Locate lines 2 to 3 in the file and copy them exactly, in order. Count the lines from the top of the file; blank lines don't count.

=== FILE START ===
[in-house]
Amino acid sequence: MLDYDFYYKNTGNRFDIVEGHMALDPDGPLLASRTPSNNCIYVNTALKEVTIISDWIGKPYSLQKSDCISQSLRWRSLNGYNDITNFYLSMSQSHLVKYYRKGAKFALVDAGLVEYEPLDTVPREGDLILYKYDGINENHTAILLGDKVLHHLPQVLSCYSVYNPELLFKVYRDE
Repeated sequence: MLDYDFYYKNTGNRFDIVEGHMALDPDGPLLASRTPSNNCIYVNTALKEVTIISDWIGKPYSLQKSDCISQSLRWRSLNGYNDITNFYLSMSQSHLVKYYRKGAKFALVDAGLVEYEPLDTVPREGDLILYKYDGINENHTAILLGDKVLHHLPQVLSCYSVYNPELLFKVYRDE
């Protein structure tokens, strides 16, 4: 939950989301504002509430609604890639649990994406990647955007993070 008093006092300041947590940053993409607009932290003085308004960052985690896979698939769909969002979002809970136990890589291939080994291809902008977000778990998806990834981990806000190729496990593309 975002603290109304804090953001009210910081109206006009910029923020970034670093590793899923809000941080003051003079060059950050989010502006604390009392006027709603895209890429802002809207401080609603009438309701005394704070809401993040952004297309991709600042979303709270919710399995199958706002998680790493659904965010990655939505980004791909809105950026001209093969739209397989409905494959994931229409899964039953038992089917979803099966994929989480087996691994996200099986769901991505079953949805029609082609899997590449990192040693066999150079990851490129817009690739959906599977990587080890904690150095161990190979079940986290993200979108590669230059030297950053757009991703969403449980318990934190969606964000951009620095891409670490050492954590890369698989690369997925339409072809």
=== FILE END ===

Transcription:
Amino acid sequence: MLDYDFYYKNTGNRFDIVEGHMALDPDGPLLASRTPSNNCIYVNTALKEVTIISDWIGKPYSLQKSDCISQSLRWRSLNGYNDITNFYLSMSQSHLVKYYRKGAKFALVDAGLVEYEPLDTVPREGDLILYKYDGINENHTAILLGDKVLHHLPQVLSCYSVYNPELLFKVYRDE
Repeated sequence: MLDYDFYYKNTGNRFDIVEGHMALDPDGPLLASRTPSNNCIYVNTALKEVTIISDWIGKPYSLQKSDCISQSLRWRSLNGYNDITNFYLSMSQSHLVKYYRKGAKFALVDAGLVEYEPLDTVPREGDLILYKYDGINENHTAILLGDKVLHHLPQVLSCYSVYNPELLFKVYRDE